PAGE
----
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Assessing substitution and complementary effects amongst crime typologies


  • Detotto, Claudio
  • Pulina, Manuela


This paper aims at assessing how offenders allocate their effort amongst several crime typologies. Specifically, complementary and substitution effects are tested amongst number of recorded crimes. Furthermore, the extent to which crime is detrimental for economic growth is also tested. The case study is Italy and the time span under analysis is from 1981:1 up to 2004:4. A Vector Autoregressive Correction Mechanism (VECM) is employed after having assessed the integration and cointegration status of the variables under investigation. The main findings are that a bi-directional complementary effect exists between drug related crimes and receiving, whereas a bi-directional substitution effect is detected between robberies, extortions and kidnapping and homicides and falsity, respectively. Furthermore, economic growth produces a positive effect on the growth of homicides, receiving and drug related crimes; while, the growth in robberies, extortion and kidnapping and falsity have a crowding-out effect on economic growth.

Suggested Citation

  • Detotto, Claudio & Pulina, Manuela, 2010. "Assessing substitution and complementary effects amongst crime typologies," MPRA Paper 20046, University Library of Munich, Germany.
  • Handle: RePEc:pra:mprapa:20046

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    References listed on IDEAS

    1. Gary S. Becker, 1974. "Crime and Punishment: An Economic Approach," NBER Chapters,in: Essays in the Economics of Crime and Punishment, pages 1-54 National Bureau of Economic Research, Inc.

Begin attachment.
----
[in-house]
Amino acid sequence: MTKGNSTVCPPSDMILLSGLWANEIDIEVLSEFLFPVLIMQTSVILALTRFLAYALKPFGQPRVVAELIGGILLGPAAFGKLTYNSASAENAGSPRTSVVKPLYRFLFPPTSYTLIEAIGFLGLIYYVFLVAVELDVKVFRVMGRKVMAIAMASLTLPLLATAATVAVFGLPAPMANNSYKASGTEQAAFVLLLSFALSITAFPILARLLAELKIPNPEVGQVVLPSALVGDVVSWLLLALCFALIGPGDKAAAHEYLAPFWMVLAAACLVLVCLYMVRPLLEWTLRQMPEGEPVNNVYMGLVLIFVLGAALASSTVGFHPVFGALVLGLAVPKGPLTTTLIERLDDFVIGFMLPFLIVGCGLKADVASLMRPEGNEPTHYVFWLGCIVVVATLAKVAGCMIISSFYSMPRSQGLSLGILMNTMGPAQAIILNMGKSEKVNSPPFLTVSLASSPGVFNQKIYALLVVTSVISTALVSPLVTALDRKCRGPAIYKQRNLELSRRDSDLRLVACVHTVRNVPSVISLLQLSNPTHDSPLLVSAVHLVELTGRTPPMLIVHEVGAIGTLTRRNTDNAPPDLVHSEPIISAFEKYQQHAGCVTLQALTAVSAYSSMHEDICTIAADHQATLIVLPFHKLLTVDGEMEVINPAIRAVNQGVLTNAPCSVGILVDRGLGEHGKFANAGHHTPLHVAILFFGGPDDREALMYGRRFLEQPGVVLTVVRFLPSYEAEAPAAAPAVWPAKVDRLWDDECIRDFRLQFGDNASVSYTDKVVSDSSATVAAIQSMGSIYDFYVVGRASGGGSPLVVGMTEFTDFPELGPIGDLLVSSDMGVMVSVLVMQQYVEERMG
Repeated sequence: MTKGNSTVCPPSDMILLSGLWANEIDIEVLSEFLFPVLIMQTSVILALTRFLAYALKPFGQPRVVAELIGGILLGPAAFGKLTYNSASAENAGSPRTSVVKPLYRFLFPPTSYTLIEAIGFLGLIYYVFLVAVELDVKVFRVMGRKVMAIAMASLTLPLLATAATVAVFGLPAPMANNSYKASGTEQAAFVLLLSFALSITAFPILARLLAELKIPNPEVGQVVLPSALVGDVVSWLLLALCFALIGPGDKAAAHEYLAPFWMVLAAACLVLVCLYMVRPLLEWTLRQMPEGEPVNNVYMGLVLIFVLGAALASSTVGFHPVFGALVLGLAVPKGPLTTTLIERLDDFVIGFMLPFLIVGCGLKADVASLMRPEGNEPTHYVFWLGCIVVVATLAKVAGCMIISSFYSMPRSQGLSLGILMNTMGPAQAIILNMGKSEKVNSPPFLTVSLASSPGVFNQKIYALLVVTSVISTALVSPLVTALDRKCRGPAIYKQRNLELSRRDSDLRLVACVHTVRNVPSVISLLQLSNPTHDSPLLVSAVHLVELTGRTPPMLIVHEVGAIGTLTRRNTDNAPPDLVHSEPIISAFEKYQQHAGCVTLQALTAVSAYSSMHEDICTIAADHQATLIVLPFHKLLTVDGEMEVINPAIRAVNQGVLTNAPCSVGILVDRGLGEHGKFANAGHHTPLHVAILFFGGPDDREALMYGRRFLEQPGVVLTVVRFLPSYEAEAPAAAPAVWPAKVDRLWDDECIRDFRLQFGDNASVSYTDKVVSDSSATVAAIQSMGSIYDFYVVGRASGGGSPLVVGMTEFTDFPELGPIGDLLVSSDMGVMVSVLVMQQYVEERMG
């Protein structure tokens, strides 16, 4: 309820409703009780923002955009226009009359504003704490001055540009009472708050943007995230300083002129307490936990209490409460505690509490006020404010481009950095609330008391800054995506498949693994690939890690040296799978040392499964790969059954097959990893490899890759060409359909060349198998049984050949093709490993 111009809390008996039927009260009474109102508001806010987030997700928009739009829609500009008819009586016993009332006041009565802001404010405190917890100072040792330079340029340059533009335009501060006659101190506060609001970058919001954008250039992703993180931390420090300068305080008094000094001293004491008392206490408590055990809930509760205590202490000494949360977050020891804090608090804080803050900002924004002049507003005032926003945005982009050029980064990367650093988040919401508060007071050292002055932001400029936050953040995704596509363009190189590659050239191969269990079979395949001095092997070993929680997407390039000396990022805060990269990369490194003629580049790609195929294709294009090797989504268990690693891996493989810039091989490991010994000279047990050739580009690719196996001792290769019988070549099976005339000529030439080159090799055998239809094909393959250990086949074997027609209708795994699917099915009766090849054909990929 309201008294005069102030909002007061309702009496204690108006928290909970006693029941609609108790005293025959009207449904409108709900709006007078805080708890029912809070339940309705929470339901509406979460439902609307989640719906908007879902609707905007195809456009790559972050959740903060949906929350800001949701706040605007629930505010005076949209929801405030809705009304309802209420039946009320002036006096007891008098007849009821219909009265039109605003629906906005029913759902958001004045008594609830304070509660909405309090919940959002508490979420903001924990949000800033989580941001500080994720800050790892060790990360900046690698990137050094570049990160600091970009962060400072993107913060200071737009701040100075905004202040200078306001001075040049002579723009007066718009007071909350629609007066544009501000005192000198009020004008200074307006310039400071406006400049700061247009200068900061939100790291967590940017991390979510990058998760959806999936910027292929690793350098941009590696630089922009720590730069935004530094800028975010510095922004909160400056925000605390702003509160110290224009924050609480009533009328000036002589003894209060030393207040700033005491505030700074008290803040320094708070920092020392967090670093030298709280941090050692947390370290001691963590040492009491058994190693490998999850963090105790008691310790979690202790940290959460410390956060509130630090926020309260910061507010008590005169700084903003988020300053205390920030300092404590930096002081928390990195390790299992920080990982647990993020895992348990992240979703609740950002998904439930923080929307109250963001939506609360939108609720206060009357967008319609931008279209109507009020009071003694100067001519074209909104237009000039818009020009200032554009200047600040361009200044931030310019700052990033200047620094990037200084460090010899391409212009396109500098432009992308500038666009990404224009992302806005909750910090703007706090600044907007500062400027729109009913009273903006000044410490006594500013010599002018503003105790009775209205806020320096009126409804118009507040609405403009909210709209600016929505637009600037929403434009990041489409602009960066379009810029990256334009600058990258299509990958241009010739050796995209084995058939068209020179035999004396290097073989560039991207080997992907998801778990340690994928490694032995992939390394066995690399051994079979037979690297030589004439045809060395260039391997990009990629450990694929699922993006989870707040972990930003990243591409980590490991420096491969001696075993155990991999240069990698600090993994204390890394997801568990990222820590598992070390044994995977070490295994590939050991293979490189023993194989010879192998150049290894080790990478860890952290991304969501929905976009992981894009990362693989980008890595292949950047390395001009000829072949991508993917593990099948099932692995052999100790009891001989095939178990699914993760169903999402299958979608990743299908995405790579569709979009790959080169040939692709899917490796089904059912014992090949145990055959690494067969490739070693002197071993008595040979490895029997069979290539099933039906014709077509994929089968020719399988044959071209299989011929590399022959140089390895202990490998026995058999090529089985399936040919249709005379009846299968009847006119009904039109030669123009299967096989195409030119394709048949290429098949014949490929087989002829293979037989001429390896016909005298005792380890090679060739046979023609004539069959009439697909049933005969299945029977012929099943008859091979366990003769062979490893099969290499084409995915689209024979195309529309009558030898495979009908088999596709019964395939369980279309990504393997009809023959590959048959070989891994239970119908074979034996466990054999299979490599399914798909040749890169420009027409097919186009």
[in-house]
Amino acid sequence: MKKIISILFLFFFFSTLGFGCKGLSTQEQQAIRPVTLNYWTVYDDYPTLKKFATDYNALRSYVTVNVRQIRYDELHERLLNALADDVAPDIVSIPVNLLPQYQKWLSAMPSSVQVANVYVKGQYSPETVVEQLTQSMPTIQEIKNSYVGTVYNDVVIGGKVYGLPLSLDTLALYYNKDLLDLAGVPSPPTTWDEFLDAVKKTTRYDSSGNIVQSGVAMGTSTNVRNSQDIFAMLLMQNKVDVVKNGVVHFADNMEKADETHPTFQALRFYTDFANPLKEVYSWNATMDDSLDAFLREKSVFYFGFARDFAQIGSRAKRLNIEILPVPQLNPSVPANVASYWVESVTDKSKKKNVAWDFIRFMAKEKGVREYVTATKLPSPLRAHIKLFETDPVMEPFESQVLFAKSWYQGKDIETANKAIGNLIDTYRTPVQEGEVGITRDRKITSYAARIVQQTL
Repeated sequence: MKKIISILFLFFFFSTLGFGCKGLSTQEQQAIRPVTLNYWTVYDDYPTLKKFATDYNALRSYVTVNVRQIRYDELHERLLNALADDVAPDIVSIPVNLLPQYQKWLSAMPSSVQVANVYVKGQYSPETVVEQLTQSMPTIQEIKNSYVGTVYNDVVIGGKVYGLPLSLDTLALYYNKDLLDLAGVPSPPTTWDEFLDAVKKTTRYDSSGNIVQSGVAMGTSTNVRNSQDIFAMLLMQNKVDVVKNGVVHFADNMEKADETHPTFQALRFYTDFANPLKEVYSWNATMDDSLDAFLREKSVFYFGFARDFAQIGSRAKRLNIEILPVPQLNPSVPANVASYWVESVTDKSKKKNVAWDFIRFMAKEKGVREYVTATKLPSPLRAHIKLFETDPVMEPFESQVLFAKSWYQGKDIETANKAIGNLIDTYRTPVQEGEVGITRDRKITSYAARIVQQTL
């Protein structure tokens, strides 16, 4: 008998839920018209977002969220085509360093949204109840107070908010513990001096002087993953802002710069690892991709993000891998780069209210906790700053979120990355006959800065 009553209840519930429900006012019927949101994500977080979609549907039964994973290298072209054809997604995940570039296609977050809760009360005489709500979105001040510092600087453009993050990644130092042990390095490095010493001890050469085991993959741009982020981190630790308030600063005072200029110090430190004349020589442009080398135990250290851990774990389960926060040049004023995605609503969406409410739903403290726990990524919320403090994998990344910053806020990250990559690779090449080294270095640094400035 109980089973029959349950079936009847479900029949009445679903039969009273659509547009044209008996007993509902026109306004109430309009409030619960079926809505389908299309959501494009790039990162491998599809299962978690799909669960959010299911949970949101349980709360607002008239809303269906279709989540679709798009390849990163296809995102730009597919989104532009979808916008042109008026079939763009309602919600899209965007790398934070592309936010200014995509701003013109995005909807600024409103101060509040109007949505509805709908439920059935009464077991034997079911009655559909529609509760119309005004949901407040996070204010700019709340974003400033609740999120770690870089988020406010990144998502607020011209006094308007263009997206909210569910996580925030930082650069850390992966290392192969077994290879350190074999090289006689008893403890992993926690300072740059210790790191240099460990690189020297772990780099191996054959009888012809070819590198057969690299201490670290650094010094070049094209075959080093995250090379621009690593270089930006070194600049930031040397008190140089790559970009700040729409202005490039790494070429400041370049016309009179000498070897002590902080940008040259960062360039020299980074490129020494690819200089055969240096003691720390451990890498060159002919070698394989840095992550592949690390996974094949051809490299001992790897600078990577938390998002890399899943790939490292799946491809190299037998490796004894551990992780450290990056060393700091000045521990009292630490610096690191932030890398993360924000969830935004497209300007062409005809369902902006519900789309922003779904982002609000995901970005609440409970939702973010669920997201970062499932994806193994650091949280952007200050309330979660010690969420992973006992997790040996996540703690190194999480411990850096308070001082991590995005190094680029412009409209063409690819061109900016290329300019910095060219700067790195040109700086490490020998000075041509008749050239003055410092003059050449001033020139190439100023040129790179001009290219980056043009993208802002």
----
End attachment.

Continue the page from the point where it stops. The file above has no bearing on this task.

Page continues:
2. Holtmann, A G & Yap, L, 1978. "Does Punishment Pay?," Public Finance = Finances publiques, , vol. 33(1-2), pages 90-97.
    3. Anthony Garratt & Kevin Lee & M. Hashem Pesaran & Yongcheol Shin, 2003. "A Long run structural macroeconometric model of the UK," Economic Journal, Royal Economic Society, vol. 113(487), pages 412-455, April.
    4. Johansen, Soren, 1995. "Likelihood-Based Inference in Cointegrated Vector Autoregressive Models," OUP Catalogue, Oxford University Press, number 9780198774501.
    5. Claudio Detotto & Marco Vannini, 2010. "Counting the cost of crime in Italy," Global Crime, Taylor & Francis Journals, vol. 11(4), pages 421-435, November.
    6. Shyh-Wei Chen, 2009. "Investigating causality among unemployment, income and crime in Taiwan: evidence from the bounds test approach," Journal of Chinese Economic and Business Studies, Taylor & Francis Journals, vol. 7(1), pages 115-125.
    7. Johansen, Soren, 1988. "Statistical analysis of cointegration vectors," Journal of Economic Dynamics and Control, Elsevier, vol. 12(2-3), pages 231-254.
    8. repec:cup:apsrev:v:87:y:1993:i:04:p:829-844_10 is not listed on IDEAS
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    Cited by:

    1. Diana L Carreon-Guzman & Jorge Garza-Rodriguez & David R Garza-Turrubiates & Ricardo A Gonzalez-Camargo & Eugenio Lozano-Castillo, 2015. "The effects of crime on the Mexican economy: a vector error correction model," Economics Bulletin, AccessEcon, vol. 35(2), pages 959-967.
    2. C. Detotto & BC. McCannon & M. Vannini, 2013. "A Note on Marginal Deterrence: Evidence," Working Paper CRENoS 201310, Centre for North South Economic Research, University of Cagliari and Sassari, Sardinia.

    More about this item


    Crime; substitution and complementary effect; economic growth; crowding-out effect;

    JEL classification:

    • C32 - Mathematical and Quantitative Methods - - Multiple or Simultaneous Equation Models; Multiple Variables - - - Time-Series Models; Dynamic Quantile Regressions; Dynamic Treatment Effect Models; Diffusion Processes; State Space Models
    • E24 - Macroeconomics and Monetary Economics - - Consumption, Saving, Production, Employment, and Investment - - - Employment; Unemployment; Wages; Intergenerational Income Distribution; Aggregate Human Capital; Aggregate Labor Productivity
    • K14 - Law and Economics - - Basic Areas of Law - - - Criminal Law

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